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Ultrasonic guidance and the complications of central line placement in the emergency department
  1. Joel Dunning, RCS Research Fellow,
  2. James Williamson, Clinical Fellow
  1. Department of Emergency Medicine, Manchester Royal Infirmary, Oxford Road, Manchester M13 9WL, UK;


    A short cut review was carried out to establish whether ultrasonic guidance reduces the complication rate during central line placement in the emergency department. Altogether 349 papers were found using the reported search, of which two presented the best evidence to answer the clinical question. The author, date and country of publication, patient group studied, study type, relevant outcomes, results and study weaknesses of these best papers are tabulated. A clinical bottom line is stated.

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    Report by Joel Dunning, RCS Research Fellow
 Checked by James Williamson, Clinical Fellow

    Clinical scenario

    You are evaluating a 90 kg acutely dyspnoeic diabetic woman in the emergency department. She has a history of left ventricular failure and was an inpatient only two weeks ago with a small myocardial infarction. Her BP is only 90/50 and you feel that she is a high risk patient with poor peripheral venous access who may need high dependency care possibly with inotropes, and you therefore decide that a central line would be of great benefit. Your department has just bought a handheld USS probe and you wonder whether it is worth having a go with this rather than your usual blind landmark technique.

    Three part question

    In [patients in the emergency department requiring a central line] is [USS guidance better than blind landmark techniques] at [reducing the complications of insertion]?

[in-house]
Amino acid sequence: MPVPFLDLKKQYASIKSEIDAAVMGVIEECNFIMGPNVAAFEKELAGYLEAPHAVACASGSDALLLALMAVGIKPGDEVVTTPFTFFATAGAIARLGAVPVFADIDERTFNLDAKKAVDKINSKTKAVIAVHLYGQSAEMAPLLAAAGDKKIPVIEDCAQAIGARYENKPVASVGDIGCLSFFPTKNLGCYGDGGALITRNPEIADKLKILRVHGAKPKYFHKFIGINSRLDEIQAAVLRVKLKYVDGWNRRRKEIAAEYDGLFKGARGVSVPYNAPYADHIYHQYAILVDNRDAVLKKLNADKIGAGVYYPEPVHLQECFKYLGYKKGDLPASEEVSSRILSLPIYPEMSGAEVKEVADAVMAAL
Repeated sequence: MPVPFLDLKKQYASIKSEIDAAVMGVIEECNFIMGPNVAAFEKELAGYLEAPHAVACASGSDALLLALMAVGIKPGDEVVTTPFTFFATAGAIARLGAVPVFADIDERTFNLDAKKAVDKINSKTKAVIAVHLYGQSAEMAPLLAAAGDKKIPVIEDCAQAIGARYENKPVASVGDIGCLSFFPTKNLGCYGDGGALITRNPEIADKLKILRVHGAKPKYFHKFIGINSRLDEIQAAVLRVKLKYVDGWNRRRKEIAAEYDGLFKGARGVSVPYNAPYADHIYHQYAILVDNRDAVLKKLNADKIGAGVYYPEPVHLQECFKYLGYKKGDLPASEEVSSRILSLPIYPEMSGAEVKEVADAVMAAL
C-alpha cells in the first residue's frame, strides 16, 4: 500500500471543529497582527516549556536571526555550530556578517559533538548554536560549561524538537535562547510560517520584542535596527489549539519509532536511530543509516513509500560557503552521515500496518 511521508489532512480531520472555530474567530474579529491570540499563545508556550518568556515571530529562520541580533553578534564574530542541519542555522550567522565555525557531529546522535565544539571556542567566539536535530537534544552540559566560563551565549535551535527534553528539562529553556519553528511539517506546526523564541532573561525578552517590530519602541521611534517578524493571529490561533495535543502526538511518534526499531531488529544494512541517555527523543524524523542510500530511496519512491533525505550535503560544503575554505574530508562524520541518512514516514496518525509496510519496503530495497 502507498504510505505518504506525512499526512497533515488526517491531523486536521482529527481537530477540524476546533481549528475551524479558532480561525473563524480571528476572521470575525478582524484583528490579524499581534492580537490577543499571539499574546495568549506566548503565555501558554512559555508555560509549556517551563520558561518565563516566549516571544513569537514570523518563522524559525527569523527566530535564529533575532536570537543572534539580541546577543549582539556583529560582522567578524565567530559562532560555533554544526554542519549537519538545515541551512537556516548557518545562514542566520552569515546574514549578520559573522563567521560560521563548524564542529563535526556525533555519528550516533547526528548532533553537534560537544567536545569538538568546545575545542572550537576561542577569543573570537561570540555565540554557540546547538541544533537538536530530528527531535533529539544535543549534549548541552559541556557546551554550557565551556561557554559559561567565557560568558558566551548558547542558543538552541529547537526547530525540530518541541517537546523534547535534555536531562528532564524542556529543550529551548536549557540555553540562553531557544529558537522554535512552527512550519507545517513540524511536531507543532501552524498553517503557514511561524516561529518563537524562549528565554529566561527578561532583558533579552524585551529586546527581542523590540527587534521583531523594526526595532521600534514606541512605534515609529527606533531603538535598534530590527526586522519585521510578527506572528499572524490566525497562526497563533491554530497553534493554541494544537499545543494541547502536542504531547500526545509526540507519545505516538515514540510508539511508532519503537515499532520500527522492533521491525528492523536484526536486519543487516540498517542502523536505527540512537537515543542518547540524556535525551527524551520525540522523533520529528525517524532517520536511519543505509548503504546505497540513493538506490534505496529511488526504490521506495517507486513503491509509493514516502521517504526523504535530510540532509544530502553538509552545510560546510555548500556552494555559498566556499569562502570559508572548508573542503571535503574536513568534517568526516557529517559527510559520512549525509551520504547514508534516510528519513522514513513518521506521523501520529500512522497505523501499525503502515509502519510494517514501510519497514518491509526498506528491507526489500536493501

Search strategy

    Medline 1966-07/03 using the OVID interface. [(exp Ultrasonography/ OR AND (exp Catheterization, Central Venous/ OR central venous OR central] LIMIT to human AND English

    Search outcome

    Altogether 349 papers were found of which two represented the best evidence. This included a meta-analysis and an additional paper. In addition a second meta-analysis not indexed on Medline was identified by cross referencing (table 5).

    Table 5


    Two meta-analyses were identified in this area and only one additional paper could be found that neither meta-analysis included. Both meta-analyses provide strong evidence that USS guided placement significantly reduces complications during catheter placement, number of attempts at insertion and reduction in the number of attempts at insertion for both neck and femoral line insertion. In addition and the NICE meta-analysis provides evidence that insertion time is quicker although this evidence is less convincing. NICE also imply that if used regularly the cost implication could be as little as £10 per patient although they acknowledge a projected £29 million cost for initial NHS implementation for equipment and training.


    There is good evidence that USS guided placement of central lines reduces the complication rate associated with this procedure.

    Report by Joel Dunning, RCS Research Fellow
 Checked by James Williamson, Clinical Fellow